Code and writings (and the occasional rant) are to be found at; Stuart is to be found outside in the rain looking for the smoking area.

New things that HTML5 provides to JavaScript hackers

HTML5 brings new and exciting JavaScript things within our reach. Browser manufacturers are constantly changing and improving their JavaScript engines to give us, the web hackers, abilities that we never had before.

Here you'll find information on the parts that are coming up that maybe you knew about, the parts coming up that you may be excited to discover, and some thoughts on what's standing between us and greatness.

Stuarts's talk (mp3 22Mb)

Todd Kloots speaking

Todd Kloots - 2.55pm

Frontend engineer working on the YUI library, talking about More accessible user interfaces with ARIA.

Todd Kloots is a frontend engineer based in San Francisco. With ten years of industry experience, Todd has spent the past seven years at Yahoo! working on products such as Yahoo! Mail, and most-recently, the Yahoo! User Interface (YUI) Library.

Through his role at Yahoo! Todd evangelises the use of web standards, is an advocate for accessibility, and a frequent contributor to the YUI Blog. When he's not writing code, Todd can be found working on his other passion: hunting down the perfect cup of espresso in cafes in San Francisco.

More accessible user interfaces with ARIA

ARIA is a W3C specification that can be used to dramatically improve the accessibility of DHTML widgets and rich interaction patterns (like drag and drop). This talk provides practical tips and design patterns for using ARIA to create accessible user interfaces that work across all of the various combinations of browsers and assistive technology that support ARIA.

Additionally, this talk will focus on the tools and methodologies developers need to test ARIA in order to ensure the best possible user experience.

Todd's slides

Todd's talk (mp3 23Mb)

Jake Archibald speaking

Jake Archibald - 4.10pm

Jake worked on the BBC's Glow JavaScript library, talking about: Optimising where it hurts.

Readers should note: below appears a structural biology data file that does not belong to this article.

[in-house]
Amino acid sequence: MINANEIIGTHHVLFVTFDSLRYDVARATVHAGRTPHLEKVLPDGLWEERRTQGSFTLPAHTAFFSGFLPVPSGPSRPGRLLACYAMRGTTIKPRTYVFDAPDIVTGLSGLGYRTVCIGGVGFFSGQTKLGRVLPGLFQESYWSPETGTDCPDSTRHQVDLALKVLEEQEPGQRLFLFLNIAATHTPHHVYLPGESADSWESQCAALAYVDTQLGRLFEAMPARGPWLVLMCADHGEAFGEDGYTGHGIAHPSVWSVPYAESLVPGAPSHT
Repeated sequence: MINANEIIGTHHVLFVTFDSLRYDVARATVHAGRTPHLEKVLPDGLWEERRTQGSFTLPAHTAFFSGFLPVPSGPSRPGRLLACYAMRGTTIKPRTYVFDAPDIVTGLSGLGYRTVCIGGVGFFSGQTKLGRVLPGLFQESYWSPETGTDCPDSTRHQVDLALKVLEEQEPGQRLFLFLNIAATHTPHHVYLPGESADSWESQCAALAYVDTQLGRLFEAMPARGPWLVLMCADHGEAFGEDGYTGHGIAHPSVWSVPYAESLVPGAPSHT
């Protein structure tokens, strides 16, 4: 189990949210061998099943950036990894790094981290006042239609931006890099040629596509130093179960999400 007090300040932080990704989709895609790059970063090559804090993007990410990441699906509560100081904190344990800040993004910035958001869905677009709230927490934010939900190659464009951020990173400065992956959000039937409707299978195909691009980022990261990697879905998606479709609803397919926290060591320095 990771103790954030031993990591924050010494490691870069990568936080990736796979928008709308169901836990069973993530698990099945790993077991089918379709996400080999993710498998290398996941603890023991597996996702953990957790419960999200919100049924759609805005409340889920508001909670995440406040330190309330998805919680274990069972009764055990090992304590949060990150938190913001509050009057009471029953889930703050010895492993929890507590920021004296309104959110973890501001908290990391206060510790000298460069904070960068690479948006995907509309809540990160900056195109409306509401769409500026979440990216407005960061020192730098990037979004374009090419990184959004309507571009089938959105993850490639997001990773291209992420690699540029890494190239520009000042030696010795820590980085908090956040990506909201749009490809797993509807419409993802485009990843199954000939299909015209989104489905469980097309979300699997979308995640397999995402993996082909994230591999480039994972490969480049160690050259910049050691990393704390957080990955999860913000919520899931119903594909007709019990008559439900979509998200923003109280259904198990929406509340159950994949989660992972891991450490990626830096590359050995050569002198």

Jake Archibald is a client-side web developer at the BBC working on Glow, a JavaScript library developed to meet the corporation’s design and accessibility standards. He also works with the BBC’s working groups which research and develop the corporation's technical Standards & Guidelines.

Outside of the BBC, Jake is a keen photographer, photoshopper, and keeps in touch with his previous life as a Flash & PHP developer.

Optimising where it hurts

As the amount of JavaScript we use on our pages increases, as does its effect on page performance. Even when browsers manage to produce the same output, how they reach that output can be very different. Some optimisations aren’t obvious, others can be easily broken by seemingly unrelated statements. So, how do we get the most out of our code?

In this session we'll challenge assumptions about performance, using practical code to demonstrate the optimisations that really make a difference, and why they make a difference.

Jake's slides

Jake's talk (mp3 21Mb)

Simon Willison speaking

Simon Willison - 4.55pm

International speaker and renowned developer, talking about Web API mischief with JavaScript.

Simon Willison is a speaker, writer, developer and all-round web technology enthusiast. Simon works for Guardian News and Media as a technical architect for both and the forthcoming Guardian Developer Network. Before joining the Guardian Simon worked as a consultant for clients that included the BBC, Automattic and GCap Media.

Simon is a past member of Yahoo!'s Technology Development team, where his projects included the initial prototype of FireEagle, Yahoo!'s location broker API. Prior to Yahoo! he worked at the Lawrence Journal-World, an award winning local newspaper in Kansas.

Simon is a co-creator of the Django web framework, and a passionate advocate for Open Source and standards-based development. He maintains a popular Web development weblog at

Web API mischief with JavaScript

JSON-P and other cross-domain skullduggery have enabled mashup possibilities far beyond JavaScript's original remit. Discover tricks for blasting apart the same origin policy and exploiting online services to build all manner of intriguing applications using nothing more than a sprinkling of JavaScript and static HTML.

Learn how HTML5 will embrace such trickery and make JavaScript the natural choice for combining data in interesting new ways.

Simon's write up

Simon's talk (mp3 21Mb)